Section 11.1: #1, #4, One of {6, 7}. Section 11.4: #4, #7. Section 11.5: #4.*Wednesday, 4/2*: Read and understand Examples from Sections 12.1, 12.2, and 12.5 not covered in class.**Homework #9:**Due Wednesday, 4/9: Math 486 students can skip one problem from Section 12.1, and Math 522 students submit all problems. As always, explain each step of your solution, simply asking the software to give you the final answer is not acceptable.

Section 12.1: #2, #5, #6. Section 12.2: #3, #6. Section 12.3: #5. Section 12.5: #7 (first write down Euler's method applied to this problem).*Monday, 4/14*: Read and understand Examples 1 and 2 from Section 13.3.**Homework #10:**Due Wednesday, 4/23: Math 486 and Math 522 students submit all problems. As always, explain each step of your solution, simply asking the software to give you the final answer is not acceptable.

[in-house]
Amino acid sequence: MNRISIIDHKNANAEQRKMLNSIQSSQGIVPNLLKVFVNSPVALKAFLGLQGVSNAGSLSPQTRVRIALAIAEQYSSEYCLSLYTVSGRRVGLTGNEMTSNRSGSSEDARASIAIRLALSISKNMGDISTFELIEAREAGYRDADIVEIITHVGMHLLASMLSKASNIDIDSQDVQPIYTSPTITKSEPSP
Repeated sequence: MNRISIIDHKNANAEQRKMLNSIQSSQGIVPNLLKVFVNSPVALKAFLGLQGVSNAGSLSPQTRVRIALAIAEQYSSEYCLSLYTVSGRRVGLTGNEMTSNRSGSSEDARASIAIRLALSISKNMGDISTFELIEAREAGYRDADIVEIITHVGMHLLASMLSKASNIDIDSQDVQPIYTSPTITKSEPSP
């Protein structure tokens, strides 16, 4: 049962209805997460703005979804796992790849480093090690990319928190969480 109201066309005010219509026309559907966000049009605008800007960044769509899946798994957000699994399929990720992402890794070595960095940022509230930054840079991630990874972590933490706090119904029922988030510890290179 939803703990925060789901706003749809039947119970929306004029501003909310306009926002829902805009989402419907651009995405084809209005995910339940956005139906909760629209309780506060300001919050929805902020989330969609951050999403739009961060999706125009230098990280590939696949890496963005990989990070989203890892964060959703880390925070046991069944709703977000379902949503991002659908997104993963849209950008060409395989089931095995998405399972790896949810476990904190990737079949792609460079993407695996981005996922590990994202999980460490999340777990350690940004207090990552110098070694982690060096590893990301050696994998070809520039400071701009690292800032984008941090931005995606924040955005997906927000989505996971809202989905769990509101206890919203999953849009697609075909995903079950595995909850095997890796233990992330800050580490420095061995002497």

Section 13.1: #7. Section 13.2: #6 (Use Calculus as well as method of steepest ascent/descent). Section 13.3: #3, #6.